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High-altitude surveillance balloons are not the same as satellites, which are launched into space by rockets.
Satellites also orbit at much higher altitudes than balloon-powered devices.
Following news that a Chinese spy balloon was discovered flying over the United States, some social media users are floating other balloon-related conspiracies.
"‘Satellites’ are on balloons and not in space," claimed a Feb. 5 Instagram post that showed multiple photos of satellites that had supposedly crashed down to Earth.
"Satellites are never in outer space because there is no such thing," the caption read.
A Feb. 4 Facebook post made a similar claim: "Space is fake! Satellites hang from balloons."
These posts were flagged as part of Facebook’s and Instagram’s efforts to combat false news and misinformation. (Read more about our partnership with Meta, which owns Facebook and Instagram.)
We conducted reverse-image searches of the photos in the Instagram post and found that most of the devices pictured are not satellites, but rather various scientific devices that used balloons to float. These devices were designed to study weather and bolster internet connectivity, among other functions.
Like the recently discovered Chinese spy balloon, these high-altitude devices are not the same as satellites.
High-altitude surveillance balloons have been used since World War II. Modern surveillance balloons typically hover around 80,000 to 120,000 feet above ground, according to Reuters. The majority of satellites orbiting Earth do so at altitudes between roughly 100 and 1,243 miles, although some satellites are as far as 22,370 miles away.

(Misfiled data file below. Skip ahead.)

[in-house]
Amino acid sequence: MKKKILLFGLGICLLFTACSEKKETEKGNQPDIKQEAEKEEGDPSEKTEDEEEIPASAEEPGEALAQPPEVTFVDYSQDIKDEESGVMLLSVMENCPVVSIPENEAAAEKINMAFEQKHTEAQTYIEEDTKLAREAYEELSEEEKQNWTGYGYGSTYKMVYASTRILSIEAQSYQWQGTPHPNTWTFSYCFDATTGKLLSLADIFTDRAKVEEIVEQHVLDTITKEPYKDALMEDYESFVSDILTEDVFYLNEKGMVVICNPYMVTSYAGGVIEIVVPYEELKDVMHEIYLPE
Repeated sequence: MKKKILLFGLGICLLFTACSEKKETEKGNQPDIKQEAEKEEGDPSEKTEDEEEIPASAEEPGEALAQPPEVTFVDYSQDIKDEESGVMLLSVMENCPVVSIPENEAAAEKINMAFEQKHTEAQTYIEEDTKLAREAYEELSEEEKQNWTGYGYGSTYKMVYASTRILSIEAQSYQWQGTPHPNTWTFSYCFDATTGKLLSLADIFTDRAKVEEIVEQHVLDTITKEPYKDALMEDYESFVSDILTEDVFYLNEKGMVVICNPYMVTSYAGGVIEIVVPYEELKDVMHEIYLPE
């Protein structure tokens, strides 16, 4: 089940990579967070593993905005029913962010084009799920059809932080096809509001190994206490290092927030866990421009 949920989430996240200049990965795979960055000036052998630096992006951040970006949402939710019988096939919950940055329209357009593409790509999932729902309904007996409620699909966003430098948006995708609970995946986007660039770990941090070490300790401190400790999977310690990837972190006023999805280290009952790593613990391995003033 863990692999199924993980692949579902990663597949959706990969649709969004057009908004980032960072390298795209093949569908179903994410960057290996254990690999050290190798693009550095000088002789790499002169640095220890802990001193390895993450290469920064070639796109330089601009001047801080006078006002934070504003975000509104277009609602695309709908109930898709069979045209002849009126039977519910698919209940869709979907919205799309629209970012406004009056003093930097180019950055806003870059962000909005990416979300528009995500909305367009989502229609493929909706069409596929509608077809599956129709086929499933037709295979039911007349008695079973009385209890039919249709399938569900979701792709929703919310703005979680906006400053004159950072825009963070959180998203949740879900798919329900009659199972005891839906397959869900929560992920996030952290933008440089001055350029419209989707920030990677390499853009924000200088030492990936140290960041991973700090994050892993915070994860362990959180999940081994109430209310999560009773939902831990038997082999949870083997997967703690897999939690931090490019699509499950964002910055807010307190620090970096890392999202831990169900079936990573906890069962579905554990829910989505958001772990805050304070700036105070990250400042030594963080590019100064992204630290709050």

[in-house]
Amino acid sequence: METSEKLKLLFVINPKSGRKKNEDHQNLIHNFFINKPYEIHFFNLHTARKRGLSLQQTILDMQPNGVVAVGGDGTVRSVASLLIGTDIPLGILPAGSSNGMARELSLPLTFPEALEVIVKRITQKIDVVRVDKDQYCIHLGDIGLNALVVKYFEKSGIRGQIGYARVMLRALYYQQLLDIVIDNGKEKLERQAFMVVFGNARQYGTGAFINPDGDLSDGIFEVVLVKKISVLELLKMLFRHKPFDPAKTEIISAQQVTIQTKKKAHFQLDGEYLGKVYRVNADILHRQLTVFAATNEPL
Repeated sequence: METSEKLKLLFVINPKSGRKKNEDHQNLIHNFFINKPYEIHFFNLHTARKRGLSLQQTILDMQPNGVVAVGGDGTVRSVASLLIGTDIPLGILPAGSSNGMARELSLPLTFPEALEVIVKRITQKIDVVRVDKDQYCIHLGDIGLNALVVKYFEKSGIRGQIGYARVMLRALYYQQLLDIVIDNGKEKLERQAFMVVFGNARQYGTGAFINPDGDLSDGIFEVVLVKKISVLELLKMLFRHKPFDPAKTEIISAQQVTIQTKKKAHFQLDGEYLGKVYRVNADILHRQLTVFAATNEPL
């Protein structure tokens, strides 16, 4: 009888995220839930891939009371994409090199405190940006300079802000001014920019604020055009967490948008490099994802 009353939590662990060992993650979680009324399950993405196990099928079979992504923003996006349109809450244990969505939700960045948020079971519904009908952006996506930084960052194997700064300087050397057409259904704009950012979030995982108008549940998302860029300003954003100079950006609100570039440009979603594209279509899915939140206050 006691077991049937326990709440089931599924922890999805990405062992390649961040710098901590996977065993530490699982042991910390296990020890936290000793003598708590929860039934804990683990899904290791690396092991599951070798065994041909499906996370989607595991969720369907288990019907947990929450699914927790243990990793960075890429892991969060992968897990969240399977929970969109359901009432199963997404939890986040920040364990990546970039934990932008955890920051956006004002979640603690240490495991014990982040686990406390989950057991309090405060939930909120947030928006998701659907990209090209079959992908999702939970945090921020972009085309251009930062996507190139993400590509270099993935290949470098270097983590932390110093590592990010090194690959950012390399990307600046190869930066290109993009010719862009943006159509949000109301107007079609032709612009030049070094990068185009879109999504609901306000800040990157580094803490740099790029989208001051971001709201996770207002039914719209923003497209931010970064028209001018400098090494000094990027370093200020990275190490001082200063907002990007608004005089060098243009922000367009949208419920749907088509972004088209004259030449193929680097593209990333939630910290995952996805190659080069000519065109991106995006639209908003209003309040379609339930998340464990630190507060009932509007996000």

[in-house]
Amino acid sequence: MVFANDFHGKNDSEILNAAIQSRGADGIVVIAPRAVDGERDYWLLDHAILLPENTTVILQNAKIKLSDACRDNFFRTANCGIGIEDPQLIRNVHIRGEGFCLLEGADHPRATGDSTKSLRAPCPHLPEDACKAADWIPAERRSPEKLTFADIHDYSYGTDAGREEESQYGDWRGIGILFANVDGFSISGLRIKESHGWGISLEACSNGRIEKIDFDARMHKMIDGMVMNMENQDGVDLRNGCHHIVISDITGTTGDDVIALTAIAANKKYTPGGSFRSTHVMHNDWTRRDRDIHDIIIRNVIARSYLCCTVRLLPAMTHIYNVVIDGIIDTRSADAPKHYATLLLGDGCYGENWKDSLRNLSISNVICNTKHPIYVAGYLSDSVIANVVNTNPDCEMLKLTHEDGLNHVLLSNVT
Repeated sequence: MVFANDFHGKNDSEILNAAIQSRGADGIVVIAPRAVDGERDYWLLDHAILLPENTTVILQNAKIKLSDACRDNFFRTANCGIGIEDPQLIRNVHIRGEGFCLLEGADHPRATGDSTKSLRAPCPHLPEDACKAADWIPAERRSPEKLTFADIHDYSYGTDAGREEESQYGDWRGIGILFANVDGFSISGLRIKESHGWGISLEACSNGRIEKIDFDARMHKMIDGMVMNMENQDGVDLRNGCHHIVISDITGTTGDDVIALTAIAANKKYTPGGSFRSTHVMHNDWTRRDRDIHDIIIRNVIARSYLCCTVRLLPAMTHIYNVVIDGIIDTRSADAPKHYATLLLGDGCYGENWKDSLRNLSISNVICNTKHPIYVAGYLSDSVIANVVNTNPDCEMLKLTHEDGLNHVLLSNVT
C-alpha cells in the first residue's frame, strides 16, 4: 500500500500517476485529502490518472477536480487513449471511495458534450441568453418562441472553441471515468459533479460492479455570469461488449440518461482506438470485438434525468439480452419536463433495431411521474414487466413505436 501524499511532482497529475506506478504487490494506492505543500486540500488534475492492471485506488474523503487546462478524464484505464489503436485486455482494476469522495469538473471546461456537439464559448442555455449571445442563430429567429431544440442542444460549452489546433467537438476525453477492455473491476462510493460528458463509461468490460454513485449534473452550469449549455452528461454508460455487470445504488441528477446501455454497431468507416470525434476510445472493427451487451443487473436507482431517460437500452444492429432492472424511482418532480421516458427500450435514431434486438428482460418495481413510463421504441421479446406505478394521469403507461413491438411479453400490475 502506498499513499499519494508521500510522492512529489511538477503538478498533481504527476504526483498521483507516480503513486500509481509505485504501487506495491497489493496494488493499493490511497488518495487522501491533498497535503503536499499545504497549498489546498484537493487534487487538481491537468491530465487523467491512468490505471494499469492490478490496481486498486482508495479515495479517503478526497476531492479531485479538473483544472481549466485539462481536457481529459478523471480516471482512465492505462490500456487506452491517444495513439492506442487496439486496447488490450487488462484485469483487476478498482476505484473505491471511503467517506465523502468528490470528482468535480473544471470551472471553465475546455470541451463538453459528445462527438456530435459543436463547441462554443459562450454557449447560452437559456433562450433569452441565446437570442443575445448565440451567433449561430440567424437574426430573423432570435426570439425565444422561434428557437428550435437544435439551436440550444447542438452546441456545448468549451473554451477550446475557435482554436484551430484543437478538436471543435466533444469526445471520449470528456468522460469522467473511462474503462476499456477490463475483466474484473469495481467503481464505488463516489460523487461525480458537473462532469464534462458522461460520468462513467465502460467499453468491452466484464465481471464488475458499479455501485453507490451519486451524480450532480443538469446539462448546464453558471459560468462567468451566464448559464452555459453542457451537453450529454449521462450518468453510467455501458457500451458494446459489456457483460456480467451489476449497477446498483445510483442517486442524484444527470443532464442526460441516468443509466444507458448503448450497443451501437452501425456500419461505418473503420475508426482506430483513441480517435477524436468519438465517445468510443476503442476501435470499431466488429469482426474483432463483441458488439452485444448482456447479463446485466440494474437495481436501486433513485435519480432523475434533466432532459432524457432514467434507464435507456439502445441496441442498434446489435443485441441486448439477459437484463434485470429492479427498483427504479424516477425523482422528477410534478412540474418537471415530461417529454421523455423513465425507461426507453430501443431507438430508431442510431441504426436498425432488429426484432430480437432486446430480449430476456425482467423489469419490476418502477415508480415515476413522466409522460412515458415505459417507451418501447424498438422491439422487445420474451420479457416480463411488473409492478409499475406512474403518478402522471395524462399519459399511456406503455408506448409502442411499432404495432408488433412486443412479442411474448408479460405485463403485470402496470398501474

Most satellites ride into space on rockets. Propellants give rockets enough energy to lift off the ground, move against the pull of Earth’s gravity and fly into space.
These rockets release their passenger satellites at specific distances from Earth, depending on their intended orbits, according to NASA.
Once released, the momentum from the rocket will push the satellite out into space, while the pull of Earth’s gravity will help keep the satellite in orbit, NASA explained. Without this balance, the satellite would fly off into space or crash back down to Earth. Thousands of satellites orbit Earth, according to NASA. The Soviet Union launched the first satellite, Sputnik 1, into space in 1957.
While satellites can cost hundreds of millions of dollars to launch, high-altitude balloons can be relatively inexpensive.
Social media posts claimed satellites are on balloons and not in space.
There are high-altitude devices that use balloons to float, but they are not the same as satellites, which are launched into space using rockets.
The posts also claimed space is fake, which PolitiFact has repeatedly debunked.
We rate this claim Pants on Fire!
Instagram post, Feb. 5, 2023
Facebook post, Feb. 4, 2023
NASA, "How Do We Launch Things Into Space?," Jan. 26, 2023
How Stuff Works, "How Satellites Work," accessed Feb. 6, 2023
NASA, "What is a Satellite?", Feb. 12, 2023
Reuters, "Factbox: High-altitude spy balloons: old concept, new applications," Feb. 2, 2023
Aerospace Security Project, "Popular Orbits 101," June 14, 2022
PolitiFact, "No, this image of Earth isn’t from an Elon Musk/NASA leak," May 18, 2022
PolitiFact, "Outer space is not a ‘hoax’ as Instagram post claims," Nov. 1, 2022
PolitiFact, "A trick of perspective in NASA photos of the moon and Earth do not prove that space is fake," July 28, 2022
PolitiFact, "No, this video doesn’t prove space is fake," Sept. 9, 2022
Various reverse image searches, Feb. 6, 2023
The Verge, "Samsung’s ‘space selfie’ balloon crash-lands on Michigan farm," Oct. 28, 2019
NASA, "Australia Balloon Mishap Investigation," Aug. 13, 2010
Mexico News Daily, "Project Loon internet balloon crashes in Morelos," Feb. 4, 2019
PC Mag, "Google Project Loon Balloon Crashes in Chile," April 25, 2016
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